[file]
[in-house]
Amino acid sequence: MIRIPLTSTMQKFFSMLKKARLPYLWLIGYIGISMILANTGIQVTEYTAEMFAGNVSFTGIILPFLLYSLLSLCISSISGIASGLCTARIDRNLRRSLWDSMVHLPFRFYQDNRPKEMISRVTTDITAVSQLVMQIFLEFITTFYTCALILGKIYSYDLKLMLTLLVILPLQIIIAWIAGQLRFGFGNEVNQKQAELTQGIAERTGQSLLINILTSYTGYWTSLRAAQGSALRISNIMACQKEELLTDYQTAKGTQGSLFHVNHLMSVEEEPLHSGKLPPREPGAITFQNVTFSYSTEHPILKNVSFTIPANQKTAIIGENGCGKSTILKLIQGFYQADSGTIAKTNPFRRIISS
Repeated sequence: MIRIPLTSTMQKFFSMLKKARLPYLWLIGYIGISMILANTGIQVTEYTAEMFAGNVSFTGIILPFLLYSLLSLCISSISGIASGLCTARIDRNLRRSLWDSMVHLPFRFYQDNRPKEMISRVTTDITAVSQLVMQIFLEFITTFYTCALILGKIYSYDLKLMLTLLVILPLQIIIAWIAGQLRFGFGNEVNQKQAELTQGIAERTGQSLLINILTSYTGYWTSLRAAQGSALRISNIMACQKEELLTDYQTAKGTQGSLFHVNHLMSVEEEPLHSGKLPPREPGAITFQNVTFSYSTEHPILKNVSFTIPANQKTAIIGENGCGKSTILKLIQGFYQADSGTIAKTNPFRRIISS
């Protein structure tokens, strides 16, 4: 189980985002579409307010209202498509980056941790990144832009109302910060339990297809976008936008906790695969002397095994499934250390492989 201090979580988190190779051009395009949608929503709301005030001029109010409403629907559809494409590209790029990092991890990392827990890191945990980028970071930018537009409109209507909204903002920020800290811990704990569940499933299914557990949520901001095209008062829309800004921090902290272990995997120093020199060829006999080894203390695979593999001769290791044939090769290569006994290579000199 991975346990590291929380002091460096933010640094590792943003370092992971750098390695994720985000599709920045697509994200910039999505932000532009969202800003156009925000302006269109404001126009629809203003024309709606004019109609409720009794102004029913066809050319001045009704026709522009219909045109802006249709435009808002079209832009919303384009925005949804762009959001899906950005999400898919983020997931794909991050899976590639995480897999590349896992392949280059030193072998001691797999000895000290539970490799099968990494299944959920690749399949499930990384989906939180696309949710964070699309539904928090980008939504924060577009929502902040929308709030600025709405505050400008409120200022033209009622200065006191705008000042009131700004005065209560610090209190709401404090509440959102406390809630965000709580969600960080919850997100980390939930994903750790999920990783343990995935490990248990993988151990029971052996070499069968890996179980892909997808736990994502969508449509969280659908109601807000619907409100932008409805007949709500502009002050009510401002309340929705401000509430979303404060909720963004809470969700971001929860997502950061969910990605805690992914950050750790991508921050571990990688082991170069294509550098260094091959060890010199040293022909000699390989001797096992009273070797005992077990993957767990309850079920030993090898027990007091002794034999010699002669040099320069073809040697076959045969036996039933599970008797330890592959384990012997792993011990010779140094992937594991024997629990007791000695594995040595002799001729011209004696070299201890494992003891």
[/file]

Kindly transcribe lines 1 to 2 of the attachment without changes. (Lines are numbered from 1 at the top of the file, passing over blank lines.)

[in-house]
Amino acid sequence: MIRIPLTSTMQKFFSMLKKARLPYLWLIGYIGISMILANTGIQVTEYTAEMFAGNVSFTGIILPFLLYSLLSLCISSISGIASGLCTARIDRNLRRSLWDSMVHLPFRFYQDNRPKEMISRVTTDITAVSQLVMQIFLEFITTFYTCALILGKIYSYDLKLMLTLLVILPLQIIIAWIAGQLRFGFGNEVNQKQAELTQGIAERTGQSLLINILTSYTGYWTSLRAAQGSALRISNIMACQKEELLTDYQTAKGTQGSLFHVNHLMSVEEEPLHSGKLPPREPGAITFQNVTFSYSTEHPILKNVSFTIPANQKTAIIGENGCGKSTILKLIQGFYQADSGTIAKTNPFRRIISS